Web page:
Keith Aoki 1955–2011
This book is dedicated to Keith Aoki: our colleague, co-author and, above all, our friend. Keith passed away, tragically young, while we were creating the comic. He told us of his illness matter-of-factly, a week before his death, as an “apology” for not completing more of the drawings Jennifer and I had designed. He also told us that he wanted us to finish the book we had begun together; in fact he told us that we had to finish the book. Those were the last words we heard him say. We later realized that he had been battling his illness through much of our work on the comic, never complaining.
Keith had told us we had to finish the book. It was only half done. We had no heart for it. In the end, it meant starting again and redrawing the book from scratch with two wonderful professional artists, Ian Akin and Brian Garvey. Every page we went through was a reminder of a conversation we had had with Keith, a joke we had made, a crazy reference to pop culture, or film noir or music or law—because Keith was an artist, a legal scholar, and a hilarious culture-jammer. And each of those reminders was a sad one. It was a deeply painful task. Still, Keith had told us we had to finish the book. Those are the kinds of commands one does not disobey.
If Keith had written this dedication, it would be unsentimental, it would redirect all the praise to others and it would be darkly funny, because Keith had a very dark sense of humor where he was the subject. The last law review “article” he published was a comic with himself as a character. If one looks closely at the T-shirt the character is wearing, it says, “You can’t avoid the void.” Keith knew he was dying when he drew that. No one else did.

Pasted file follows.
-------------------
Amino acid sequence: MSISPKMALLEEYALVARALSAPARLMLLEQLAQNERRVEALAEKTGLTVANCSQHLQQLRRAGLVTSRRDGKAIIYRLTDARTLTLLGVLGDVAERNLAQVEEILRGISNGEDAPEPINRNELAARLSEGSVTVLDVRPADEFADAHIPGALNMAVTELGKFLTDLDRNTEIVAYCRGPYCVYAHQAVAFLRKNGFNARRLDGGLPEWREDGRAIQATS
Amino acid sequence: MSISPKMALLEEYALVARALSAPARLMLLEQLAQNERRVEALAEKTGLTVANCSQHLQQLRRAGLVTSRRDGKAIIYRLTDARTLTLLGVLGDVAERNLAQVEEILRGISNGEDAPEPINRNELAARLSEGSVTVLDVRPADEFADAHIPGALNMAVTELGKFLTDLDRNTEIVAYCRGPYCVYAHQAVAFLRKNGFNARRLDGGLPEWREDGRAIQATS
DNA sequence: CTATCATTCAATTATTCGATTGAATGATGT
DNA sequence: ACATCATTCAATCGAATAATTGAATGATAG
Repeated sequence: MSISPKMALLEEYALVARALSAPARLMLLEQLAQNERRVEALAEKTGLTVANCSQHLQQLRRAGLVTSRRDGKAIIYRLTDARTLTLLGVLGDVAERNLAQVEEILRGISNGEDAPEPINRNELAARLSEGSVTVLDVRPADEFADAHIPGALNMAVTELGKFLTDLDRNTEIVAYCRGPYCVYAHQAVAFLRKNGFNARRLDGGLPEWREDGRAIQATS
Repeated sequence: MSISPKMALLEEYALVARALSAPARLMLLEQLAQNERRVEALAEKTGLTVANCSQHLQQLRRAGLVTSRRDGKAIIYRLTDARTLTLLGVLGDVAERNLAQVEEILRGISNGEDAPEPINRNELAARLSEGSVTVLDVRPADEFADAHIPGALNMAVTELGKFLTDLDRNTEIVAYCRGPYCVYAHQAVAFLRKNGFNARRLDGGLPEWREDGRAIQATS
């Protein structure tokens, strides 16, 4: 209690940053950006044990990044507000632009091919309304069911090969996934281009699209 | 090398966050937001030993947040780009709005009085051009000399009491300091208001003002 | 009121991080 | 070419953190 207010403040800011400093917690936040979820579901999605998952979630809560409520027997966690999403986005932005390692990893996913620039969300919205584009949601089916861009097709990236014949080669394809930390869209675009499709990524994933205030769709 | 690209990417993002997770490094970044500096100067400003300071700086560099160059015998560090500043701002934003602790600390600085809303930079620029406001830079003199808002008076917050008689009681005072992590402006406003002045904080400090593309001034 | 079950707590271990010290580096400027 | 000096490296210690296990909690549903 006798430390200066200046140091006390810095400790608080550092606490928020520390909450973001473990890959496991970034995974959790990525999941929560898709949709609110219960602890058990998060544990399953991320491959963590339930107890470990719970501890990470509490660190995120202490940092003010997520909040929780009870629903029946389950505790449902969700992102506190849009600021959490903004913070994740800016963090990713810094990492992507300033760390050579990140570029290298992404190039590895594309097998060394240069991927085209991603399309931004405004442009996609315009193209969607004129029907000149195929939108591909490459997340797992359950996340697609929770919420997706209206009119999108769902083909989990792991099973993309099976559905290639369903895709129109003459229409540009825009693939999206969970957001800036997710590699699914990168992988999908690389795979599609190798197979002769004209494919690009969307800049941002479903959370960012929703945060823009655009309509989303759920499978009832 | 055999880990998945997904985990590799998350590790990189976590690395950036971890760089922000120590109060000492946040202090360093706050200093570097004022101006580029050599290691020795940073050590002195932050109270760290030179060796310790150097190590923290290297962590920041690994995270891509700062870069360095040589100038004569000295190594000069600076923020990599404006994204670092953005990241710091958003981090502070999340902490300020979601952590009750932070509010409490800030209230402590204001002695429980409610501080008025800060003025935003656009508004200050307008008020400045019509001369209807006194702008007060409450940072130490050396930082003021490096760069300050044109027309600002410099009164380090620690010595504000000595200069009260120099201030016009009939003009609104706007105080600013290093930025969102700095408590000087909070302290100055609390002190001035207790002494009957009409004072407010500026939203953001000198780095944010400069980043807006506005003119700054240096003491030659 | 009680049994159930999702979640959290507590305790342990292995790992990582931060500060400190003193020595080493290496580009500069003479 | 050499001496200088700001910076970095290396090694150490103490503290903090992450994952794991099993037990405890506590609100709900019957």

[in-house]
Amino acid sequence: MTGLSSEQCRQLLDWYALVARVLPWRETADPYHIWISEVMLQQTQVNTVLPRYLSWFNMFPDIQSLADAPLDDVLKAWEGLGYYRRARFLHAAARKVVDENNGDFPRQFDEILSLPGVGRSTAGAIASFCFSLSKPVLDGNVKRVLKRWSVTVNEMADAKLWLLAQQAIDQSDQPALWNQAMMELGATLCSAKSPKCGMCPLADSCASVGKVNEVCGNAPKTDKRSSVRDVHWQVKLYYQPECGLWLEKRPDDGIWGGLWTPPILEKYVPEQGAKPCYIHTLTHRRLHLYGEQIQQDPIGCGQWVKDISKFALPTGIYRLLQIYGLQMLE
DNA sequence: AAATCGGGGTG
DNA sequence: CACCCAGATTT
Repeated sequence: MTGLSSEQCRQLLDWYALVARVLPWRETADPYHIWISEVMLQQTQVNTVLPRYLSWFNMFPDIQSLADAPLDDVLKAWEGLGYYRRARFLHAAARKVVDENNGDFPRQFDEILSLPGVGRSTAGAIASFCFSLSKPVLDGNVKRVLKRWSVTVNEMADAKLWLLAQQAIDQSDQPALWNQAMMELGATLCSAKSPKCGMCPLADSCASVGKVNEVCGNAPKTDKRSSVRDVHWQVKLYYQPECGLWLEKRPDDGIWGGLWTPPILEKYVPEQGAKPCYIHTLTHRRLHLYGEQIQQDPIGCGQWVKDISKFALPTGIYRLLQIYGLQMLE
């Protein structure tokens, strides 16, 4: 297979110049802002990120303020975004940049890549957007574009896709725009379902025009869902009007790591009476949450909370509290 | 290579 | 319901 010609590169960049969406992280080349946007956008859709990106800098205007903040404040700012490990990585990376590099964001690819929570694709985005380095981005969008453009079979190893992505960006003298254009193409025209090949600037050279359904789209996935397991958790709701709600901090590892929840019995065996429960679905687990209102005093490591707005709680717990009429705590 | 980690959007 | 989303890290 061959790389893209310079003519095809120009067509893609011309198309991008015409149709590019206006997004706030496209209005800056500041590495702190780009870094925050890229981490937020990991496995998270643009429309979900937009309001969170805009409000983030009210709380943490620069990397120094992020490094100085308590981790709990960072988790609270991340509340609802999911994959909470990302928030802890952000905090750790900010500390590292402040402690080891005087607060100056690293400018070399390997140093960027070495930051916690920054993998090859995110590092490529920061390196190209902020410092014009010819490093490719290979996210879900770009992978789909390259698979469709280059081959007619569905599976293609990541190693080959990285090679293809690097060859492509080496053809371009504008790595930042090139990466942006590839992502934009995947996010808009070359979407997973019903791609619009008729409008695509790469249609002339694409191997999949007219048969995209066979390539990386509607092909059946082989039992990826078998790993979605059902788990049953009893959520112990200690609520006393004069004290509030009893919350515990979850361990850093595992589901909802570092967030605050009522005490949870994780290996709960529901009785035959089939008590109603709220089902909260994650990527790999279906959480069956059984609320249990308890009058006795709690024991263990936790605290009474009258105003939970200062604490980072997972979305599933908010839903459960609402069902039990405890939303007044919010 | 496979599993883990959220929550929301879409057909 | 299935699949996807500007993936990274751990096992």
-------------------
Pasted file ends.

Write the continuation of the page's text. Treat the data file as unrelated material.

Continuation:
We published a book of quotes and drawings to remember Keith—Keith Aoki: Life as the Art of Kindness. You can find it elsewhere. We will not rehash it here except to say: we shall not look upon his like again. Would that the rest of us could be that kind, that modest, that creative.
We finished the comic for you, man. It took us long enough. Sorry about that. But you were terrible with deadlines too, just terrible. So perhaps you’ll cut us a break. You can’t avoid the void. But you can make something beautiful, funny and even maybe insightful that escapes it for a little while.
James Boyle & Jennifer Jenkins
Durham, NC. 2016